Stanley Kunitz (Very) Brief Biographical Notes
Summer - Death by suicide of his father, Solomon Kunitz.
July 29 - Stanley Kunitz is born in Worcester, Massachusetts. His mother, Yetta Jasspon Kunitz, remarries. After one idyllic year with his stepfather, Mr. Dine dies.
1922 – 1926
Attends Harvard University, graduates summa cum laude. Works for Worcester Telegram. Leaves Worcester for New York City, works for H. W. Wilson, Co. reference publisher. Attempts to find publisher for the letters of Vanzetti, of Sacco-Vanzetti Trials; fails.
Publishes first book of poetry: Intellectual Things. Marries Helen Pearce; moves to farm in Manfield Center, Connecticut.
Moves to farm in New Hope, Pennsylvania; Theodore Roethke comes to visit him.
Divorced from Helen Pearce.
Marries Eleanor Evans.
1943 – 1945
Drafted as conscientious objector; serves in Air Transport Command.
Publishes second book of poetry, Passport to the War; Awarded Guggenheim fellowship.
1946 - 1949 Theodore Roethke has Kunitz replace himin classes at Bennington College.
Birth of daughter, Gretchen.
1949 - 1957
Teaches poetry in colleges and workshops.
Receives Ford Foundation grant; Divorced from Eleanor Evans; marries artist Elise Asher. Begins teaching as poet-in-residence, Brandeis University; Publishes third book of poetry, Selected Poems, 1928-1958.
Receives Pulitzer Prize for Poetry.
Receives Honorary Doctor of Letters Degree, Clark University.
Begins teaching at Columbia University.
Establishes Fine Arts Work Center in Provincetown, Massachusetts.
1969 – 1977
Edits Yale Series of Younger Poets.
Publishes his fourth book of poetry, The Testing-Tree.
1974 – 1976
Serves as Consultant in Poetry to Library of Congress, this position now entitled: Poet Laureate.
Publishes his fifth book of poetry, The Poems of Stanley Kunitz, 1928 - 1978.
Publishes a chapbook, The Wellfleet Whale and Companion Poems.
Worcester celebrates Stanley's 80th birthday with the week-long Stanley Kunitz Poetry Festival.
Publishes book of poetry and essays: Next-to-Last Things: New Poems and Essays
Receives the National Medal of Art from President Clinton.
Publishes Passing Through: The Later Poems, New and Selected, winning the National Book Award.
Publishes The Collected Poems of Stanley Kunitz.
October, 2000 - October 2001
Serves as tenth U. S. Poet Laureate; reads in Worcester to benefit the Worcester County Poetry Association's The Worcester Review Endowment Fund.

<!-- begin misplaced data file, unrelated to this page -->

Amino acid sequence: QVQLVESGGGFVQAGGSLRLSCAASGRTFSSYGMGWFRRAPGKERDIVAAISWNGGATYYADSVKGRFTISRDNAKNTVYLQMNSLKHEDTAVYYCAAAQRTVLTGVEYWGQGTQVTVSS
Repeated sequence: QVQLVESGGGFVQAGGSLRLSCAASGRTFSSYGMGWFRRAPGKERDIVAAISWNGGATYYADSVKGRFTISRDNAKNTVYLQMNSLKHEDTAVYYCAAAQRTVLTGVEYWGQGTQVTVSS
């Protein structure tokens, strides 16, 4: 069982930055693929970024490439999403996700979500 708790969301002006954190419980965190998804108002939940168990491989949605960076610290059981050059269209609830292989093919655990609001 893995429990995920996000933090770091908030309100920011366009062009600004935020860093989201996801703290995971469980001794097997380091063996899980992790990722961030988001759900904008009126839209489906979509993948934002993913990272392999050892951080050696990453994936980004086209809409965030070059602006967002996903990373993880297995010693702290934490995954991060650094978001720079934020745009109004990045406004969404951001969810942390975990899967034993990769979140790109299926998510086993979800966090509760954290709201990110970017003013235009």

Severely ill, near death, poets gather at his bedside in New York City. Summer, 2003
Returns to summer home at Provincetown.
Elise Asher, his wife for over 45 years, dies.
Publishes The Wild Braid, A Poet Reflects on a Century in the Garden.
Stanly Kunitz celebrates his 100th Birthday in Provincetown.
May 15, 2006
Stanley Kunitz dies in his Greenwich Village apartment.
Researched by Heather Macpherson and Carle Johnson, WCPA.
A Brief Stanley Kunitz Biography
Stanley Kunitz (1905-2006) was born on Providence Street in Worcester on July 29, the son of Solomon and Yetta Jasspon Kunitz. His early years are the subject of several poems. “The Magic Curtain” recalls memories of movies he had seen in his childhood. “The Portrait” is an extremely powerful piece which recalls his father’s untimely death and his mother’s refusal to discuss it. “The Testing Tree” tells about Kunitz’s boyhood ritual which involved throwing rocks at an oak tree on the edge of the city. This ritual carried implications which “challenged his destiny.” A later poem, “My Mother’s Pears,” describes the pear tree in the back yard of his home on 4 Woodford Street, where he lived until 1922.
Kunitz graduated from Worcester’s Classical High School and then earned an AB and an MA from Harvard. He edited the Wilson Library Bulletin and numerous important reference works on British and American authors. Kunitz established himself as an extremely influential writer in this country. He won the Pulitzer for Selected Poems 1928-1958; other awards include the Guggenheim Fellowship and the Fellowship Award of the Academy of American Poets, the Bollingen Prize and the Lenoire Marshall Prize, the Brandeis Medal of Achievement, the Walt Whitman Citation of Merit, the National Book Award, and in 1993 President Clinton awarded him the National Medal of Art. He was a Professor of Poetry at Columbia, a translator of the works of several Russian writers, including Voznesensky, Akhmatova, and Mandelstam, an editor of the Yale Series of Younger Poets, and was named the first official New York State Poet. From 1974 to 1976, he served as poetry consultant to the Library of Congress and again named U.S. Poet Laureate (as the position is now designated) in July 2000, a few days after his 95th birthday.
At the age of 100, he published his last book, The Wild Braid: A Poet Reflects on a Century in the Garden. Written in collaboration with his literary assistant Genine Lentine and accompanied by photographs by Marnie Crawford Samulelson of the writer in his beloved Provincetown garden, the book includes essays, favorite poems, and reminiscences. Stanley Kunitz died in his Greenwich Village apartment on May 15, 2006